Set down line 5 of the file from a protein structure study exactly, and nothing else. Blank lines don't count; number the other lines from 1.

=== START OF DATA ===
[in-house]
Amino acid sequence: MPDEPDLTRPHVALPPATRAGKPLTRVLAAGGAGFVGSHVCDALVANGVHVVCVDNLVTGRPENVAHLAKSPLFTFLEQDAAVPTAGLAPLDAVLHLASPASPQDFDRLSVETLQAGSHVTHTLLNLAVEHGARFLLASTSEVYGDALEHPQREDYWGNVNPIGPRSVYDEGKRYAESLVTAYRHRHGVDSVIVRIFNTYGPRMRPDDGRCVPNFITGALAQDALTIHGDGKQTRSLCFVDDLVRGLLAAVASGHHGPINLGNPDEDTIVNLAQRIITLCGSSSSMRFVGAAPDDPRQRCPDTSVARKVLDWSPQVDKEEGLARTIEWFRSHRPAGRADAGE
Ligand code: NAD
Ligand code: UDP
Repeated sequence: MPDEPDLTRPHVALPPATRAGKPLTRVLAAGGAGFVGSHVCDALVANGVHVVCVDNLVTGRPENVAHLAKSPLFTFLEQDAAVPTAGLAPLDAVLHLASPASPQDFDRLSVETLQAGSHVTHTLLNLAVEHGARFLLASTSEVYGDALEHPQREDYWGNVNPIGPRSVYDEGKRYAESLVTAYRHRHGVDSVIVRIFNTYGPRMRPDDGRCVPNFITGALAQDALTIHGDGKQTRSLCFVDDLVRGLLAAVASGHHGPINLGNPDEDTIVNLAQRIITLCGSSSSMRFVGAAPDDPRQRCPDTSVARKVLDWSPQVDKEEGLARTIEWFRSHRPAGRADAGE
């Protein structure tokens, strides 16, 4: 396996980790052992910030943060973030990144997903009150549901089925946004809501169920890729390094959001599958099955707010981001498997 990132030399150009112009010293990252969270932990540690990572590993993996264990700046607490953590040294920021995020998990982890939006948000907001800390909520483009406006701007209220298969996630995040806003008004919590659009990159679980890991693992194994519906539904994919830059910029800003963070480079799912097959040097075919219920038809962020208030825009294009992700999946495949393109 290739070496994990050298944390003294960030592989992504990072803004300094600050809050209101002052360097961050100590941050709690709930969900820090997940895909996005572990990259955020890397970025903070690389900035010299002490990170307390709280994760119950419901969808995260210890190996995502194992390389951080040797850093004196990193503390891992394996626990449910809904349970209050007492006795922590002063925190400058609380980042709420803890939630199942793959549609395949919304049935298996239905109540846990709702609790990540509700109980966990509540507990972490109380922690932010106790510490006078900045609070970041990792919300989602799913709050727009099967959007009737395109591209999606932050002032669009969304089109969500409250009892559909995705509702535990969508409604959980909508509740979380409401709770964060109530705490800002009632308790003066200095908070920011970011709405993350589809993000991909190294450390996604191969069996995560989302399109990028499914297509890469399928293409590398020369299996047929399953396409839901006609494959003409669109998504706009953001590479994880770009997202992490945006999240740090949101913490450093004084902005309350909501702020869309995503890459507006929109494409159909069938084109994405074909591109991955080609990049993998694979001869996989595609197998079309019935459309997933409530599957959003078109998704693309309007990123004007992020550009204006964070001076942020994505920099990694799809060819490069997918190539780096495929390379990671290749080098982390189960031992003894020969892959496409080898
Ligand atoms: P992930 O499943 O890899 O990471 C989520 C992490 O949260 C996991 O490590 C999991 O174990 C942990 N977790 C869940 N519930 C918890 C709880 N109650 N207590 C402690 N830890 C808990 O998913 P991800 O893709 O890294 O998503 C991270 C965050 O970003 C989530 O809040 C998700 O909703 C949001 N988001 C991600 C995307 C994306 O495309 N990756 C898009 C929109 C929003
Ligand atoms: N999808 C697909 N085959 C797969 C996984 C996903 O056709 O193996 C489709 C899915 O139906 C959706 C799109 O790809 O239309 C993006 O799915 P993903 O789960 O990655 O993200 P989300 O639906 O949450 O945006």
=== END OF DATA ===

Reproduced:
Repeated sequence: MPDEPDLTRPHVALPPATRAGKPLTRVLAAGGAGFVGSHVCDALVANGVHVVCVDNLVTGRPENVAHLAKSPLFTFLEQDAAVPTAGLAPLDAVLHLASPASPQDFDRLSVETLQAGSHVTHTLLNLAVEHGARFLLASTSEVYGDALEHPQREDYWGNVNPIGPRSVYDEGKRYAESLVTAYRHRHGVDSVIVRIFNTYGPRMRPDDGRCVPNFITGALAQDALTIHGDGKQTRSLCFVDDLVRGLLAAVASGHHGPINLGNPDEDTIVNLAQRIITLCGSSSSMRFVGAAPDDPRQRCPDTSVARKVLDWSPQVDKEEGLARTIEWFRSHRPAGRADAGE